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Everyone is entitled to their opinions. We all know that not everyone is going to agree with my opinion. Some people feel the need to react negatively and with insults, profanity, and personal attacks. The fact is, I know that being an advocate makes me a target. It doesn’t make the verbal assaults hurt any less.

One can only assume that passion got the best of this individual and he responded in the heat of the moment and felt that personally attacking me and attempting to take away from my credibility boosted his own self-confidence for a moment or two. I can’t pretend to know why, and we all know what we become when we assume things.

 

You Cannot Silence a True Advocate

I’ve been fortunate to have very few experiences with internet trolls. While I don’t expect for everyone to agree with me or my stance on nursing and social issues, I do think that the issues should be the focus, not the individual.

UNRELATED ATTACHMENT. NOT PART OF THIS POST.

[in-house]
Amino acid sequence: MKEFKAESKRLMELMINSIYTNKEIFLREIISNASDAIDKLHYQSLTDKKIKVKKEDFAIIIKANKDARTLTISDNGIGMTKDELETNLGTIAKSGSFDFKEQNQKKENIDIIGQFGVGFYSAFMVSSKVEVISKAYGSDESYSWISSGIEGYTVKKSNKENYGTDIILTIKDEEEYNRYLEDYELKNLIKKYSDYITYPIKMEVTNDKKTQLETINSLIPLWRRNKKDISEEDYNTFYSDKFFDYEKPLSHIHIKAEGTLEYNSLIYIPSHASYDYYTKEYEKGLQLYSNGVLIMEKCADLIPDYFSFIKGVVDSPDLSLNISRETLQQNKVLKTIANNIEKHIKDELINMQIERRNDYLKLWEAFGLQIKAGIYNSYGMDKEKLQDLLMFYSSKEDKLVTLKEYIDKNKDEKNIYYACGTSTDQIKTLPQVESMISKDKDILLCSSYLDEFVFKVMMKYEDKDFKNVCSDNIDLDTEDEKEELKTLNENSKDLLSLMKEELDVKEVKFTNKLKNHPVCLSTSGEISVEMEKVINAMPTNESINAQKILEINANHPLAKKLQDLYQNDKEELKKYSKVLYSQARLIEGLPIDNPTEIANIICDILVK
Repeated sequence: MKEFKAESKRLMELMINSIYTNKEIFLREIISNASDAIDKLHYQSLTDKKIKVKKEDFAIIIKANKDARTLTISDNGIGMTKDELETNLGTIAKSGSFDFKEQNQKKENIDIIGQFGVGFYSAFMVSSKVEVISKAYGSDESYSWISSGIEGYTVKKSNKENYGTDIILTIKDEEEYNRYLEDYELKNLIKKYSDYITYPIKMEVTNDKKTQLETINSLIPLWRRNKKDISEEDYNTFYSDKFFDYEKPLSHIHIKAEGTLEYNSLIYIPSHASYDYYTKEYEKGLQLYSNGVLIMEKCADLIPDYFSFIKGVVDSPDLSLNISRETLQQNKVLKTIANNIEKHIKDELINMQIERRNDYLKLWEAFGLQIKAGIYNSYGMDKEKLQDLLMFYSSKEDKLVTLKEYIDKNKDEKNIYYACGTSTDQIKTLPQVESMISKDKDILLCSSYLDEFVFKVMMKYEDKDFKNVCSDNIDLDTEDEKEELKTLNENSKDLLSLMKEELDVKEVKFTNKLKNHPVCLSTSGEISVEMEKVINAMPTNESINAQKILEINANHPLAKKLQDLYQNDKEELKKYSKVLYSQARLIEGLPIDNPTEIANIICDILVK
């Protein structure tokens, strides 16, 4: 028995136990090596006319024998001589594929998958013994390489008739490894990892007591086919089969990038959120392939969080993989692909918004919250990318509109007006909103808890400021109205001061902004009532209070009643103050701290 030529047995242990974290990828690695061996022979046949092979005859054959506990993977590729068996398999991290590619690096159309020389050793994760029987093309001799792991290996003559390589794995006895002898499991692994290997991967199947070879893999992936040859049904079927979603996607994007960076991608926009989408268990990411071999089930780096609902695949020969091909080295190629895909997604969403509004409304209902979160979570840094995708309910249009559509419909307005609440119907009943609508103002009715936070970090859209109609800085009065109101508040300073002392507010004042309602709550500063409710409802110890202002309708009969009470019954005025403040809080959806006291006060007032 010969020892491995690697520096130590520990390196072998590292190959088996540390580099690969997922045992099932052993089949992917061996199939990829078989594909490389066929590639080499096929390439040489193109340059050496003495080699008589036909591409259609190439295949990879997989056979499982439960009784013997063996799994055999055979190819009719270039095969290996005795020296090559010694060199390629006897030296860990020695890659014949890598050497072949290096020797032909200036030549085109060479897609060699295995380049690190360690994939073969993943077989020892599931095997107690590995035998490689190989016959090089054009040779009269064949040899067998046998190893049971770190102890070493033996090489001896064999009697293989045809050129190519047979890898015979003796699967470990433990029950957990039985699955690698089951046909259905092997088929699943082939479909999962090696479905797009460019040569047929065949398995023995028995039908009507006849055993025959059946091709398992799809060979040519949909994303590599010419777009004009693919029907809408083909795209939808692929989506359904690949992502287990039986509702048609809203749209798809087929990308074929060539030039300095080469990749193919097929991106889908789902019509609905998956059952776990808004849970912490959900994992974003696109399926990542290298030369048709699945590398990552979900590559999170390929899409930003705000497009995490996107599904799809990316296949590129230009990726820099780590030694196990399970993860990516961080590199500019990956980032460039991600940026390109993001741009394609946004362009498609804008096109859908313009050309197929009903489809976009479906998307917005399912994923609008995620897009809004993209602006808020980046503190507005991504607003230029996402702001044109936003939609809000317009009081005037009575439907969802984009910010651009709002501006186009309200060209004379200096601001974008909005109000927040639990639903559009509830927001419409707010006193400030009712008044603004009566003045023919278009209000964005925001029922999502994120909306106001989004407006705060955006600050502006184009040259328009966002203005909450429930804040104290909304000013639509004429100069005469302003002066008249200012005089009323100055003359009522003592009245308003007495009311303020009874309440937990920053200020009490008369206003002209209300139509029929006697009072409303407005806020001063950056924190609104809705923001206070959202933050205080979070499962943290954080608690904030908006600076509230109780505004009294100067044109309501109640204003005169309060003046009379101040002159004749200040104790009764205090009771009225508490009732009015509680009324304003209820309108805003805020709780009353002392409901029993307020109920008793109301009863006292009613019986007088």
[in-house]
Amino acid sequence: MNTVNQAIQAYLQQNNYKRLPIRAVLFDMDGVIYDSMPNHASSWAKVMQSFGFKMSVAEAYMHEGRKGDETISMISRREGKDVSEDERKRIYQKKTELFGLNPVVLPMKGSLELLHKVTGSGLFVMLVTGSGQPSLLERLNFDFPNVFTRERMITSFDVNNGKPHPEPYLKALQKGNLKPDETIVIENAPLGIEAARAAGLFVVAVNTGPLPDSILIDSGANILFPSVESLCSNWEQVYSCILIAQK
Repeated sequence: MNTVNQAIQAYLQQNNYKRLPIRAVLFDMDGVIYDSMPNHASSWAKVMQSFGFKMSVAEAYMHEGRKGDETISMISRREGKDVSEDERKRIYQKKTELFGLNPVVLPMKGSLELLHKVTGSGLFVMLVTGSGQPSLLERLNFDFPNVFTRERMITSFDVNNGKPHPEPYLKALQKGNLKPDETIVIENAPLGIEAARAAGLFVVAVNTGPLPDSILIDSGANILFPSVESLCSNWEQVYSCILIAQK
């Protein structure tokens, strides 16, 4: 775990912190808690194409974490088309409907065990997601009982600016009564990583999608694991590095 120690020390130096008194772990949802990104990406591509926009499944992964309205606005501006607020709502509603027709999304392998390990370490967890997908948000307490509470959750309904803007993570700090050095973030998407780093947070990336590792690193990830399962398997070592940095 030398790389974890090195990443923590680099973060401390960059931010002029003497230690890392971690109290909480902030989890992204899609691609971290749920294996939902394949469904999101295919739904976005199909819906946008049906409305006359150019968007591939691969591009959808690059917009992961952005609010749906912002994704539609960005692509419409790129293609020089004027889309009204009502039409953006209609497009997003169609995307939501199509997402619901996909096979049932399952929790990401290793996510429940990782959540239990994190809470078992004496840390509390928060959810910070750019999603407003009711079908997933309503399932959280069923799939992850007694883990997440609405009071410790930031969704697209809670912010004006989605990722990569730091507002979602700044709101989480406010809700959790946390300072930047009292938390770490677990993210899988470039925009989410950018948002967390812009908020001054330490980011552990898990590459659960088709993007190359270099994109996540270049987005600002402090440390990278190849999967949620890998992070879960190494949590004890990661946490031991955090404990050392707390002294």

As nurses we have a duty to advocate for our patients.

There is something that exists deep inside that makes me naturally passionate and an advocate for the issues and people I care about. It’s these values that make me a good nurse and a lover of social media.

Using Your Voice Online For Good

Social media gives you a voice. It gives you the ability to have influence and reach an audience much larger than you might have otherwise. So I encourage you to be thoughtful with your use of social media. Be aware that your words have reach and influence. Be passionate and be and advocate. Attack issues and not individuals. Find a way to make your message a positive one, even if a negative message or issue is being addressed.